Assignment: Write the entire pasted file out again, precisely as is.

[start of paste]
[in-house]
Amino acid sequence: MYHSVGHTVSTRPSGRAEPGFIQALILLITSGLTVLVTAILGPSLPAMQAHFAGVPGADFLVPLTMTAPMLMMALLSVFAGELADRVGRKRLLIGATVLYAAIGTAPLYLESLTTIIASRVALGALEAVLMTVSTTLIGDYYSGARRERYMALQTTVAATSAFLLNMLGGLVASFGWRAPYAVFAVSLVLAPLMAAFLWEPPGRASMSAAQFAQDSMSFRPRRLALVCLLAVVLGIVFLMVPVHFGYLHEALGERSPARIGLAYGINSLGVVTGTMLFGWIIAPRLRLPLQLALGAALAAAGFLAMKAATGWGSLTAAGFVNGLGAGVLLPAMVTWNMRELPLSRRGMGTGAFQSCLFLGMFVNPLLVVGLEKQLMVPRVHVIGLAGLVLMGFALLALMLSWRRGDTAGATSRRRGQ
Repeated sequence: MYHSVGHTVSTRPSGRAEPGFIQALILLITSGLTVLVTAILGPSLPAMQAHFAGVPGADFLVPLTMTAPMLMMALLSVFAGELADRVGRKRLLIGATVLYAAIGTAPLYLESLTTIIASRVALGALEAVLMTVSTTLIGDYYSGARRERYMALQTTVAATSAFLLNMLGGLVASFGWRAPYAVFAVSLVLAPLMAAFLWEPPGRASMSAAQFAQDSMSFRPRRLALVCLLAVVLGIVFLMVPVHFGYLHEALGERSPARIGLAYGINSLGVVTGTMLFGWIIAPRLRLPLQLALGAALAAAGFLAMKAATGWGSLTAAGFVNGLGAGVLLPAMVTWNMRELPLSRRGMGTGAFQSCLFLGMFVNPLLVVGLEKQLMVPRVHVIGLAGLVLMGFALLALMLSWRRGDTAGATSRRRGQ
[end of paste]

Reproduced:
[in-house]
Amino acid sequence: MYHSVGHTVSTRPSGRAEPGFIQALILLITSGLTVLVTAILGPSLPAMQAHFAGVPGADFLVPLTMTAPMLMMALLSVFAGELADRVGRKRLLIGATVLYAAIGTAPLYLESLTTIIASRVALGALEAVLMTVSTTLIGDYYSGARRERYMALQTTVAATSAFLLNMLGGLVASFGWRAPYAVFAVSLVLAPLMAAFLWEPPGRASMSAAQFAQDSMSFRPRRLALVCLLAVVLGIVFLMVPVHFGYLHEALGERSPARIGLAYGINSLGVVTGTMLFGWIIAPRLRLPLQLALGAALAAAGFLAMKAATGWGSLTAAGFVNGLGAGVLLPAMVTWNMRELPLSRRGMGTGAFQSCLFLGMFVNPLLVVGLEKQLMVPRVHVIGLAGLVLMGFALLALMLSWRRGDTAGATSRRRGQ
Repeated sequence: MYHSVGHTVSTRPSGRAEPGFIQALILLITSGLTVLVTAILGPSLPAMQAHFAGVPGADFLVPLTMTAPMLMMALLSVFAGELADRVGRKRLLIGATVLYAAIGTAPLYLESLTTIIASRVALGALEAVLMTVSTTLIGDYYSGARRERYMALQTTVAATSAFLLNMLGGLVASFGWRAPYAVFAVSLVLAPLMAAFLWEPPGRASMSAAQFAQDSMSFRPRRLALVCLLAVVLGIVFLMVPVHFGYLHEALGERSPARIGLAYGINSLGVVTGTMLFGWIIAPRLRLPLQLALGAALAAAGFLAMKAATGWGSLTAAGFVNGLGAGVLLPAMVTWNMRELPLSRRGMGTGAFQSCLFLGMFVNPLLVVGLEKQLMVPRVHVIGLAGLVLMGFALLALMLSWRRGDTAGATSRRRGQ